In this piece, I’m going to write about road bike positions for triathletes. To start, I want to visually describe, what is happening “in space” to move from a road position to a time trial position.
As you can see from the image above, the time trial position is merely a road position rotated forward around the bottom bracket. You can also rotate the road position rearward and you'd be looking at a recumbent bike.
If you look at the two images on the left and used your hand to cover everything below the elbow, it would be difficult to tell the difference between the actual TT position and the rotated road position.
There are certain requirements to make this forward position a ridable one. First, the saddle needs to remain relatively flat which has been a driver for new TT specific saddle development. And, the need to support the upper body across the front of the bike in a comfortable manner - aerobars.
Back to the title, Road Positions for Triathletes...
...There's not such a thing!
An triathlete’s road position should be a standard biomechanically neutral road position. I try to get athletes to disassociate the two and not attempt to make one feel like the other.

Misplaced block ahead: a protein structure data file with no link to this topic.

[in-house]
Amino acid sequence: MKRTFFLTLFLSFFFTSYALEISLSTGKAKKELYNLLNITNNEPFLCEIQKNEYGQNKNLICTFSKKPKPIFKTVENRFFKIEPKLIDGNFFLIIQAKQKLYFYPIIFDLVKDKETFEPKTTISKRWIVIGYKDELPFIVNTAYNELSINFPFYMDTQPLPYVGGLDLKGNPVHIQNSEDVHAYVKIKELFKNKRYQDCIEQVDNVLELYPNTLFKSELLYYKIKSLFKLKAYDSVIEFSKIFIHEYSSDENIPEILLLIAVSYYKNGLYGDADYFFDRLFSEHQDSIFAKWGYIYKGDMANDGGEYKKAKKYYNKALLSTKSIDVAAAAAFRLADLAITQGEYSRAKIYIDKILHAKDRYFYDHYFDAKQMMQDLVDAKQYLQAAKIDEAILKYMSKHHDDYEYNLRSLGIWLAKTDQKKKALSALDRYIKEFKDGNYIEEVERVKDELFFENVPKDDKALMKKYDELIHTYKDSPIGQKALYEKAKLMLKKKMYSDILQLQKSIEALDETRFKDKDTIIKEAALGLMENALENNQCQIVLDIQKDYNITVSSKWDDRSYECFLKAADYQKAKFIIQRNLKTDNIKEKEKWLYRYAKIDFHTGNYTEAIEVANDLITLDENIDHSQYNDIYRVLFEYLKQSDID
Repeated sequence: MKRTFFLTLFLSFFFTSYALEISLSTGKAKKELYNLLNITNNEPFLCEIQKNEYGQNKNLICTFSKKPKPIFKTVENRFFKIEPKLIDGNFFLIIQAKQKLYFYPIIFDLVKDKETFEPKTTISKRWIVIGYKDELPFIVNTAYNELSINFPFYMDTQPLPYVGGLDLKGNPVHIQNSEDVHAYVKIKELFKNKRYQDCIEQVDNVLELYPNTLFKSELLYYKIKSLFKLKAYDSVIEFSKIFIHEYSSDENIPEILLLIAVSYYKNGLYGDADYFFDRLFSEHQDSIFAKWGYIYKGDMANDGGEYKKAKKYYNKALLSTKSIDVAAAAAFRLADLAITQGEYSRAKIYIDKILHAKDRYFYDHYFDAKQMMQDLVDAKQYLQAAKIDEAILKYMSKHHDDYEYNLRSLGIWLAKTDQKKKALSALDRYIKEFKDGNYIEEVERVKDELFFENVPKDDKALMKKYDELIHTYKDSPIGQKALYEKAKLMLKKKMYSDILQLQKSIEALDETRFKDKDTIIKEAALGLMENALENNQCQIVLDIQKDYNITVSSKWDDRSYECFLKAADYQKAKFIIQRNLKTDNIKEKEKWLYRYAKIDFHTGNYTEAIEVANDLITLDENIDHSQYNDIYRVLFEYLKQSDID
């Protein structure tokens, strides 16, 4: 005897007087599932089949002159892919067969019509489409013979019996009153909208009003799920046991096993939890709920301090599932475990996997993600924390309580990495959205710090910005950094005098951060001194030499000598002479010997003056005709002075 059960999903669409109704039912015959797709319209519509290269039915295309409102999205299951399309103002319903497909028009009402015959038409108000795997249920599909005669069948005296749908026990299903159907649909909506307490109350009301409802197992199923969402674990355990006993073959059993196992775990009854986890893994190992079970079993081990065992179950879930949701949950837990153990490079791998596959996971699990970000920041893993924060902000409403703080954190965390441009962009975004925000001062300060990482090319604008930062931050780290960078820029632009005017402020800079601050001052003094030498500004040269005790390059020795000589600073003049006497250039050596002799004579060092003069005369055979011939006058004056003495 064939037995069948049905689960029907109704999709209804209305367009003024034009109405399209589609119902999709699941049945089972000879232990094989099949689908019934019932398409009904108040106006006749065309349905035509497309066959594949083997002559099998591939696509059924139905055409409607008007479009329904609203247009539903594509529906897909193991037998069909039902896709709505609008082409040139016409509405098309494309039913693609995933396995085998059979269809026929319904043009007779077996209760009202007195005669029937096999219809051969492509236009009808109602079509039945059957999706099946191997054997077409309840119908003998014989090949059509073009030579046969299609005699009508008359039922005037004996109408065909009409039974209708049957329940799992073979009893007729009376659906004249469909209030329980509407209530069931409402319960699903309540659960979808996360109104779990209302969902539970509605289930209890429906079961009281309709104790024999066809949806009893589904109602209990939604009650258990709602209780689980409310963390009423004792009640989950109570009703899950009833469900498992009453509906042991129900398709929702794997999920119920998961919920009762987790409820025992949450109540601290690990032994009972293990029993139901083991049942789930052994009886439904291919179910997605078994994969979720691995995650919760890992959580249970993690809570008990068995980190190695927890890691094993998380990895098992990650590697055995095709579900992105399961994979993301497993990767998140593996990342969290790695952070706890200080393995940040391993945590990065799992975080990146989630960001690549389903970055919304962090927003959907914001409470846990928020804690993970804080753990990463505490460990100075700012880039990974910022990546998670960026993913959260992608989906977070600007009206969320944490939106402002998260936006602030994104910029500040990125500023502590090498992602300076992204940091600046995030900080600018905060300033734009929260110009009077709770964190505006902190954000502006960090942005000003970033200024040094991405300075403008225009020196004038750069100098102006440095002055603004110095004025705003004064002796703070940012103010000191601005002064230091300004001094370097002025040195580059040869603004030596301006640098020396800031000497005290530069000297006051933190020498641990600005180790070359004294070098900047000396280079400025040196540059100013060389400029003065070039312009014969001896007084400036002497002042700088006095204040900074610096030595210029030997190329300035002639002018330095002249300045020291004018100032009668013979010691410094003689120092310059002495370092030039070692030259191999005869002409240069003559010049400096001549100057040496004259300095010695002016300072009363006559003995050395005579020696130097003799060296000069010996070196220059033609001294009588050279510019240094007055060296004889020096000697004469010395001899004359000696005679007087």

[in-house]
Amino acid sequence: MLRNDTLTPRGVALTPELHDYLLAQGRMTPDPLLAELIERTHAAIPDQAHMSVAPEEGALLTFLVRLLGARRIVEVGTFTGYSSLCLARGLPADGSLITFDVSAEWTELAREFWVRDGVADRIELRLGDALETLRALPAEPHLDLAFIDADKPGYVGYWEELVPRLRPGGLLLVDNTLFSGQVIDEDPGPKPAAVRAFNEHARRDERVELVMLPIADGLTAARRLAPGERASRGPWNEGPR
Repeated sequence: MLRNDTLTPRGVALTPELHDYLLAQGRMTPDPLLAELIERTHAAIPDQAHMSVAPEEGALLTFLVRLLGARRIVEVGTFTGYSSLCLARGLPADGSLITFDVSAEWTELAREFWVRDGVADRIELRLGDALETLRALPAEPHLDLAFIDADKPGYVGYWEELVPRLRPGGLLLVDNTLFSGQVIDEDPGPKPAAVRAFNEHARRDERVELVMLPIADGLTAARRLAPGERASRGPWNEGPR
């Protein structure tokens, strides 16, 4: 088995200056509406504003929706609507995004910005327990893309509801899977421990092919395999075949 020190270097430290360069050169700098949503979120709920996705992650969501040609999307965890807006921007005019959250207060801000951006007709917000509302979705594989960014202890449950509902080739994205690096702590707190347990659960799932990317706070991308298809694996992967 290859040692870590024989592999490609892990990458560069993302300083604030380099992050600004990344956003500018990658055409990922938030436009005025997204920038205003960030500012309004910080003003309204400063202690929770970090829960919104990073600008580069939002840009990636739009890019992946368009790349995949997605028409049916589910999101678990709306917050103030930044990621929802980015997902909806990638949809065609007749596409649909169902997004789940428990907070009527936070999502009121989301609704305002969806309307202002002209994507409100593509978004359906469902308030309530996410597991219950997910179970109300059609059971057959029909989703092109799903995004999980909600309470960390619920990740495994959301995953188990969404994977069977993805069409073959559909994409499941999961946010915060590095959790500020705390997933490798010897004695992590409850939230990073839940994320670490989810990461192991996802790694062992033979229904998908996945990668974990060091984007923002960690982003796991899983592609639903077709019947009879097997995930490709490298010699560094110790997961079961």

I’m constantly explaining this to road cyclists who ask to make their TT bikes feel like their road bike and triathletes that want their road bike to feel like their TT bike.
From an angular perspective, they are very similar, just orientated in space differently. I’d compare it to all the different ways of performing a leg press exercise in the gym (standing, seated, supine, etc). Your foot to knee relationship remains the same, but is usually rotated at varying degrees.
This doesn’t mean that triathletes shouldn’t ride road bikes. Once adapted to the time trial position, any sessions where the majority of the ride is done on the basebar, a road bike is actually a better choice.
Having written the following sentence a few times and it sounding like a riddle, I am going to try to explain it in two different ways...
The road position is more similar to the TT position than the TT position is to an athlete riding their TT bike on the pursuit bars.
TT bike in the aero position is similar to the road position
TT bike on the pursuit bars is most similar to a unicycle